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OOP vs FP and the quest for reality

There was a past discussion topic introduced by this article that keep also my attention.

The sub-topic that I found more interesting is the descriptive power of Object Oriented Programing (OOP) and Functional Programming (FP) to represent the reality and the problem domains.

I must recognize that I am not an expert in FP, but I disagree some assertions stating that OOP was not a good paradigm to represent the reality and model the problem domain.

So I will present the way I see it, according to some authors of OOP and Semantic Computing.

OOP, the mind and the language

In the basic OOP there are classes and objects.

objects are the computer representation of real world entities.

clases are a concept used to describe a set of objects that have the same structure and behavior.

As a software engineer, and probably a team leader... your task is to divide the complexity of the software (given by its requirements), divide it, and make it flow over your team or sub-teams.

Classes fit very well to encapsulate that complexity. But the theory of complexity says that the complexity of the system is not the mere total of the complexity of the components. New complexity arises and move to the relationships between the components.

Just the fact that the complexity can divided (remember: divide and conquer) is a property inherent to the real world and a valuable gift of nature.

Now the relationships used in the OOP are taken from the theory of complex system, Gnosiology, linguistics. And that's because programming is a process of communication with the computer and allow those branches of knowledge are essential for that process.

The basic relationships in OOP are called inheritance, composition and use, but they represent real relationships from our everyday communication and reasoning like Hyponymy and hypernymy, Meronymy and Holonymy

If you check carefully, you'll find that those relationships form hierarchies from which we might barely escape, if it is possible. Everything that we can truly understand and describe falls into one of those hierarchies.

Of course those hierarchies doesn't have "methods", because methods is the OOP syntax to describe behavior and the behaviors are described at the level of set of objects (classes). Describe the same behavior object by object is impractical, and the fact that so many objects share the same behavior and structure make it easy for us to describe them.

Is OOP intuitive ?

Describing objects as sets is a natural process, if you ask a child:

  • what is this (and point to a chair)

he would answer you with the name of the concept (set, class, type or as you like):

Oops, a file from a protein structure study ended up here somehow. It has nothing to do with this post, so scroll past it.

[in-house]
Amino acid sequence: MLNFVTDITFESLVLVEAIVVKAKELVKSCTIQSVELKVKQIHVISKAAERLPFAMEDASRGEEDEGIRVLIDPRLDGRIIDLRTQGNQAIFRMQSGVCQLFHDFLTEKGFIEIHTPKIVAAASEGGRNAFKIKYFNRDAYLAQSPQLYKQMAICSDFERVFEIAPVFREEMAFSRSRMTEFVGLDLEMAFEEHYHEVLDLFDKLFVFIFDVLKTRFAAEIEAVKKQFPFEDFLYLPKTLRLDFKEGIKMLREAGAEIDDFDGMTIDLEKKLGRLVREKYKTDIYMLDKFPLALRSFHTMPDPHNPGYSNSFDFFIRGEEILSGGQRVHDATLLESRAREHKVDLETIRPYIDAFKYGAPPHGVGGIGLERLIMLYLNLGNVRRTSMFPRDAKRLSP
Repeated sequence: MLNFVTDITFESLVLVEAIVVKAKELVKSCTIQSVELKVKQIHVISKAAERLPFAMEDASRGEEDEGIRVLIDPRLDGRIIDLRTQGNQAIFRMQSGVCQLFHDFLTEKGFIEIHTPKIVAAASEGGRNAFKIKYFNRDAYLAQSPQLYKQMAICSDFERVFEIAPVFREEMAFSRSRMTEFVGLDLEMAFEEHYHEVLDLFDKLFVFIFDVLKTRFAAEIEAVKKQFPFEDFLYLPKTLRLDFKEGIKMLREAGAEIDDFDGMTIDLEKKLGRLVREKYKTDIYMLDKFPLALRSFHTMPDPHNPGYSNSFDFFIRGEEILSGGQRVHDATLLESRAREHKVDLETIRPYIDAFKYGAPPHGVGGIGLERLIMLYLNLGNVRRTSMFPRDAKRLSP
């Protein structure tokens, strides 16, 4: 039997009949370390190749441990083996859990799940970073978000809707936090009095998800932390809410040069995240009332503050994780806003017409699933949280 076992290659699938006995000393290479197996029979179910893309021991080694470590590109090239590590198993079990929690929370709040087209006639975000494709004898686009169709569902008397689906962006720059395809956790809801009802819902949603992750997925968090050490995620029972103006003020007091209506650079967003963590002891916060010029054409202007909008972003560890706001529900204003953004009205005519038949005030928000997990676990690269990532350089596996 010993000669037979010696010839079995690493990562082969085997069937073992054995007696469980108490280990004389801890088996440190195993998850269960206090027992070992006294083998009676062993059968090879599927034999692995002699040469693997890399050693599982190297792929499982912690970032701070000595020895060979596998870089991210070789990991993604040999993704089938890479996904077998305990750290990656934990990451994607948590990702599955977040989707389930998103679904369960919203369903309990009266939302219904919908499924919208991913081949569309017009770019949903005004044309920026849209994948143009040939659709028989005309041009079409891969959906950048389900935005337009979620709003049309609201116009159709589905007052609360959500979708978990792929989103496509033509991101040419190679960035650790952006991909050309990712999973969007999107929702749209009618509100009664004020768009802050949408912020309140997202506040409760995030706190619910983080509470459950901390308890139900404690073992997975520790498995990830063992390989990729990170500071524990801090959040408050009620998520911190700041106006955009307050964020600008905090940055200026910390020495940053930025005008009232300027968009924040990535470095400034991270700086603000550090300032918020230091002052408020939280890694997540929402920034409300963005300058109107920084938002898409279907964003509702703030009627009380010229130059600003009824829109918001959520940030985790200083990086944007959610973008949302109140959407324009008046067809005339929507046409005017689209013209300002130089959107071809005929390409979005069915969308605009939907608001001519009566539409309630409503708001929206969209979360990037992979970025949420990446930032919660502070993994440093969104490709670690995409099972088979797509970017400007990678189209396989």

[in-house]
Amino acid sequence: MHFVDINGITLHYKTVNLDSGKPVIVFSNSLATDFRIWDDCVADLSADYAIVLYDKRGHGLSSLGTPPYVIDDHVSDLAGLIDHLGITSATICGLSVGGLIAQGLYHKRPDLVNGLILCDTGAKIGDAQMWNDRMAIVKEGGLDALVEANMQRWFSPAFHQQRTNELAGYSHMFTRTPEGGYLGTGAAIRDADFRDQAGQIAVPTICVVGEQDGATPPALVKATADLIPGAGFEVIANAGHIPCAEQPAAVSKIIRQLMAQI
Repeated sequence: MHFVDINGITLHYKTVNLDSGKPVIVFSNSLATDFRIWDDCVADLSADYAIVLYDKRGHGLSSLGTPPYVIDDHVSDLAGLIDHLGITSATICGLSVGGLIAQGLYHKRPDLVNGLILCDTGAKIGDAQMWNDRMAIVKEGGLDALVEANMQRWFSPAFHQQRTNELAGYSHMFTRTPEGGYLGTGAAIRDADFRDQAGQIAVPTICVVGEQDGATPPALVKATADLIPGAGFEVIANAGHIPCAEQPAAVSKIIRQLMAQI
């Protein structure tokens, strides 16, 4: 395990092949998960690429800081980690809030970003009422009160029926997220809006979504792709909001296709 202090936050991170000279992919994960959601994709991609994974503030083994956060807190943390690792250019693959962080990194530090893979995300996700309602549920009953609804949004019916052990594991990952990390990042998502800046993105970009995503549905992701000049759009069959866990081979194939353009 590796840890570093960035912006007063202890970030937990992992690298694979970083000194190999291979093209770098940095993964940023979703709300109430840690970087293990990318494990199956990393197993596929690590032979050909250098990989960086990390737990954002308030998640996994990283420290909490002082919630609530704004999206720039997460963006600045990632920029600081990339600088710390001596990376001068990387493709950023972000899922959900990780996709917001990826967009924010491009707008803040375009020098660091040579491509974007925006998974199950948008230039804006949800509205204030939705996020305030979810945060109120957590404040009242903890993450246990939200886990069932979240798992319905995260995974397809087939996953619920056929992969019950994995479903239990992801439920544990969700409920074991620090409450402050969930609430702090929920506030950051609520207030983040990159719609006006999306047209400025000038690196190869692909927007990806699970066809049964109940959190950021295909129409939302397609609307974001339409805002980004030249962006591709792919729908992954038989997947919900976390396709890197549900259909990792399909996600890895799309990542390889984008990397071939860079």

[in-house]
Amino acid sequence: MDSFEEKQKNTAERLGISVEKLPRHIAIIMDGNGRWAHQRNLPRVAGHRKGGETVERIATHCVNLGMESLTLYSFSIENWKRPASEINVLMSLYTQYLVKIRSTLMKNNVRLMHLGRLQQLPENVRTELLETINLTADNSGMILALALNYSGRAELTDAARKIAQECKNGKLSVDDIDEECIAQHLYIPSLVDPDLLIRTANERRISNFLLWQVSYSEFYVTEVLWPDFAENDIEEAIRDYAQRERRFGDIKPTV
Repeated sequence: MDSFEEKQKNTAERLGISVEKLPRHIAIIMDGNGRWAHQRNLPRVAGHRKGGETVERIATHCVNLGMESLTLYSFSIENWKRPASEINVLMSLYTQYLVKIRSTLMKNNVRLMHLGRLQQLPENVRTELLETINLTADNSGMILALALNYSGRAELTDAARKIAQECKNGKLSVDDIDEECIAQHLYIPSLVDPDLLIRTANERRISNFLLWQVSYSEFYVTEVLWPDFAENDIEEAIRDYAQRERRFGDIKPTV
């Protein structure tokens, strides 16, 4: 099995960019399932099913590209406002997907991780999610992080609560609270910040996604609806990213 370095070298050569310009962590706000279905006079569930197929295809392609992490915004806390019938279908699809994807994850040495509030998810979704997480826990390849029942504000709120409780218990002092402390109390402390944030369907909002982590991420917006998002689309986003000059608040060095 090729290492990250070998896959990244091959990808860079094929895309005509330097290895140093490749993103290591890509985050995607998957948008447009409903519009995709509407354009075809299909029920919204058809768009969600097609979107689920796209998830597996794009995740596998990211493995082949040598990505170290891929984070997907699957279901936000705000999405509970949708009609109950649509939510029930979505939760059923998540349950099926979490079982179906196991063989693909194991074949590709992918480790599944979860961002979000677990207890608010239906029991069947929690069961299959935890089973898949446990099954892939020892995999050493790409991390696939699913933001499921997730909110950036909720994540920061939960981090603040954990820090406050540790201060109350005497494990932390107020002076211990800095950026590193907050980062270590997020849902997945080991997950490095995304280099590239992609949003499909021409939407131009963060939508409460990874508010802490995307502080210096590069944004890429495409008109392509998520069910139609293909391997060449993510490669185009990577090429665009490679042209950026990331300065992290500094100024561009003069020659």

• it is a chair

and that is because we trend to classify everything when learning new stuff. We don't "save" in our mind the whole spec of a chair, we learn which is the difference with the nearest concept that we have learn before. The dictionaries hold definitions in that way, a chair would be in the merriam-webster's definition:

a seat typically having four legs and a back for one person

You can navigate upwards in the hierarchy through the hypernymy for a seat, and you would reach a more general concept.

The Princeton university built a database called Wordnet with the ultimate goal of relate every known concept. You can use Artha thesaurus to browse over it in your local machine.

That is normally what a person does when learning from a problem domain: use the dictionary looking for the key concepts. The OOP methodologies use to extract those concepts from the requirement texts and then promote some of them to external actors and uses cases that later become packages, module, clases, methods, ...

If you note the chair definition is also involved into one composition (holonymy) relationship:

... having four legs and a back

It was not OOP who defined that "a seat with for legs and a back" defines a new function different from its separated components, it is the reality.

Ok, it imposes new relationships with new complexity: the legs and the seat should be assembled properly, and also one state (the dimensions of the legs should hold the chair in equilibrium).

If you look carefully the definition has an extra text:

... for one person

and that is a relation of use.

So there you have... looking into the dictionary we know how intuitively how to model in OOP the basic entities of a product parts in stock inventory, or maybe a chair assembly process, etc.: three classes, three relationships (two of structure and one of behavior or use).